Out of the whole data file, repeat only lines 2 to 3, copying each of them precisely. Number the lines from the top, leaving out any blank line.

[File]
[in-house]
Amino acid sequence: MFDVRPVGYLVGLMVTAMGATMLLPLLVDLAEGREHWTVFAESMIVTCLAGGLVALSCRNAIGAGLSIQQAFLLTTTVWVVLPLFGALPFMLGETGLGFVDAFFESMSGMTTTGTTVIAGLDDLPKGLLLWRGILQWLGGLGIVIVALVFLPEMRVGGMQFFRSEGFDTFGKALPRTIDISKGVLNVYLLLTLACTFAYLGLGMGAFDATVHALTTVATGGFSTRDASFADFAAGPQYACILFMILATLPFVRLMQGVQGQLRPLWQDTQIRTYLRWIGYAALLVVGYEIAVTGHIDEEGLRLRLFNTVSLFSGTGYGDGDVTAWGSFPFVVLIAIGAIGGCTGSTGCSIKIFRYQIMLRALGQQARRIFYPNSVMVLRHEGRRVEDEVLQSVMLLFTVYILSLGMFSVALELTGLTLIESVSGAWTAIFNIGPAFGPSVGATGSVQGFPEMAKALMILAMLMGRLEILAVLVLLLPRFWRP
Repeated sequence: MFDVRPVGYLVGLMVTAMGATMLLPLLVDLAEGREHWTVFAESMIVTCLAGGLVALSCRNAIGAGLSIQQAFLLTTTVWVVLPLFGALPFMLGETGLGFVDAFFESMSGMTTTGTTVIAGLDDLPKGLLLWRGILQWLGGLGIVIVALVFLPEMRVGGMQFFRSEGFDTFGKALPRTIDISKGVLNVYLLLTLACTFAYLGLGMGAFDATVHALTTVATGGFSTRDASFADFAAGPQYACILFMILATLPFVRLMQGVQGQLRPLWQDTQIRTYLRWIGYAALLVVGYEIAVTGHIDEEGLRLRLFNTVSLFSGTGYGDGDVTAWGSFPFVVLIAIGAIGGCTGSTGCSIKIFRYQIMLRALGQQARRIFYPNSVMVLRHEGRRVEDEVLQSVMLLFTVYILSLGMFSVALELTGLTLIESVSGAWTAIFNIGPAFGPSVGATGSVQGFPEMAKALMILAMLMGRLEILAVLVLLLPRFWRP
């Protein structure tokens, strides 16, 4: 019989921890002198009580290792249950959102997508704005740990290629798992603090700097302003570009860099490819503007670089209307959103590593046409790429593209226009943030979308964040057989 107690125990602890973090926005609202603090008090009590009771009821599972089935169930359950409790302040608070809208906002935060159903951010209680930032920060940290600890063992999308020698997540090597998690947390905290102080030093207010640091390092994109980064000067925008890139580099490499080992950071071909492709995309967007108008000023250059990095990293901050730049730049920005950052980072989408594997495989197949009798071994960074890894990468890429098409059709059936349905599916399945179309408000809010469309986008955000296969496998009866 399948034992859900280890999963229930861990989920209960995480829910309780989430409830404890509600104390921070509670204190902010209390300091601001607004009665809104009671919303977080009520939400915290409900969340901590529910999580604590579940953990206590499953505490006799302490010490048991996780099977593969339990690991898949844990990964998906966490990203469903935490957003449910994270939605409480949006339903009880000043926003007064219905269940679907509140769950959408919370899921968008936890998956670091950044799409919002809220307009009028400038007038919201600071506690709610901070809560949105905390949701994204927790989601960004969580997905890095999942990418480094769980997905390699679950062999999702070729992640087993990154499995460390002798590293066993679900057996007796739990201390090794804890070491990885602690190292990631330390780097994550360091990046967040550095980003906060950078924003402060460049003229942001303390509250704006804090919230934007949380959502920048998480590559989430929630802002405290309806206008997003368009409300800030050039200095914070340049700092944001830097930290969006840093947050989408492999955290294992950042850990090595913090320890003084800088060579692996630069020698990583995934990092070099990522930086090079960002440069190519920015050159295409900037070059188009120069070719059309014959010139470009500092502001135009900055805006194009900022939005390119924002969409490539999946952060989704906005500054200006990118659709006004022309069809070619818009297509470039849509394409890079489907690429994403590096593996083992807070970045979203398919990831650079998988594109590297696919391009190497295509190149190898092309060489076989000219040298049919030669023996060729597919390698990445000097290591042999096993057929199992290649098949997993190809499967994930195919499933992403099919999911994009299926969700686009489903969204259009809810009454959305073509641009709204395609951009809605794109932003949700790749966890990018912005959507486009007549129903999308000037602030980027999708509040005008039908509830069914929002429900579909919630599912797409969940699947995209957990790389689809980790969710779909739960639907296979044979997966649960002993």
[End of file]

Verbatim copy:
Amino acid sequence: MFDVRPVGYLVGLMVTAMGATMLLPLLVDLAEGREHWTVFAESMIVTCLAGGLVALSCRNAIGAGLSIQQAFLLTTTVWVVLPLFGALPFMLGETGLGFVDAFFESMSGMTTTGTTVIAGLDDLPKGLLLWRGILQWLGGLGIVIVALVFLPEMRVGGMQFFRSEGFDTFGKALPRTIDISKGVLNVYLLLTLACTFAYLGLGMGAFDATVHALTTVATGGFSTRDASFADFAAGPQYACILFMILATLPFVRLMQGVQGQLRPLWQDTQIRTYLRWIGYAALLVVGYEIAVTGHIDEEGLRLRLFNTVSLFSGTGYGDGDVTAWGSFPFVVLIAIGAIGGCTGSTGCSIKIFRYQIMLRALGQQARRIFYPNSVMVLRHEGRRVEDEVLQSVMLLFTVYILSLGMFSVALELTGLTLIESVSGAWTAIFNIGPAFGPSVGATGSVQGFPEMAKALMILAMLMGRLEILAVLVLLLPRFWRP
Repeated sequence: MFDVRPVGYLVGLMVTAMGATMLLPLLVDLAEGREHWTVFAESMIVTCLAGGLVALSCRNAIGAGLSIQQAFLLTTTVWVVLPLFGALPFMLGETGLGFVDAFFESMSGMTTTGTTVIAGLDDLPKGLLLWRGILQWLGGLGIVIVALVFLPEMRVGGMQFFRSEGFDTFGKALPRTIDISKGVLNVYLLLTLACTFAYLGLGMGAFDATVHALTTVATGGFSTRDASFADFAAGPQYACILFMILATLPFVRLMQGVQGQLRPLWQDTQIRTYLRWIGYAALLVVGYEIAVTGHIDEEGLRLRLFNTVSLFSGTGYGDGDVTAWGSFPFVVLIAIGAIGGCTGSTGCSIKIFRYQIMLRALGQQARRIFYPNSVMVLRHEGRRVEDEVLQSVMLLFTVYILSLGMFSVALELTGLTLIESVSGAWTAIFNIGPAFGPSVGATGSVQGFPEMAKALMILAMLMGRLEILAVLVLLLPRFWRP